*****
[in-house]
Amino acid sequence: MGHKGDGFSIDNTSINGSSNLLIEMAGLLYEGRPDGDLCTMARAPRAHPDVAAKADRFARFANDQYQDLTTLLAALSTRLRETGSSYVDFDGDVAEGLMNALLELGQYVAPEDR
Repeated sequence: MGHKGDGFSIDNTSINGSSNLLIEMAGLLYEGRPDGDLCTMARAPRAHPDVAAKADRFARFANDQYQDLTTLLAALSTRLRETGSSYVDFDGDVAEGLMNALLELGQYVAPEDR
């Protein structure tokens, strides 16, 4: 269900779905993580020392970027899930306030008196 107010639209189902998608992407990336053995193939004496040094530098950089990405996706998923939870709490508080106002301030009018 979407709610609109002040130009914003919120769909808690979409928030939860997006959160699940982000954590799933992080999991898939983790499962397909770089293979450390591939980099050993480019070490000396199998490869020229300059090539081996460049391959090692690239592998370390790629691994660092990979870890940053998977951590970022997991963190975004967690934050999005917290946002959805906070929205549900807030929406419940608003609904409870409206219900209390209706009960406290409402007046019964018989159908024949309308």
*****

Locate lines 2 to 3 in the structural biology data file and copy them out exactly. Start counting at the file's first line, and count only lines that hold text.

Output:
Amino acid sequence: MGHKGDGFSIDNTSINGSSNLLIEMAGLLYEGRPDGDLCTMARAPRAHPDVAAKADRFARFANDQYQDLTTLLAALSTRLRETGSSYVDFDGDVAEGLMNALLELGQYVAPEDR
Repeated sequence: MGHKGDGFSIDNTSINGSSNLLIEMAGLLYEGRPDGDLCTMARAPRAHPDVAAKADRFARFANDQYQDLTTLLAALSTRLRETGSSYVDFDGDVAEGLMNALLELGQYVAPEDR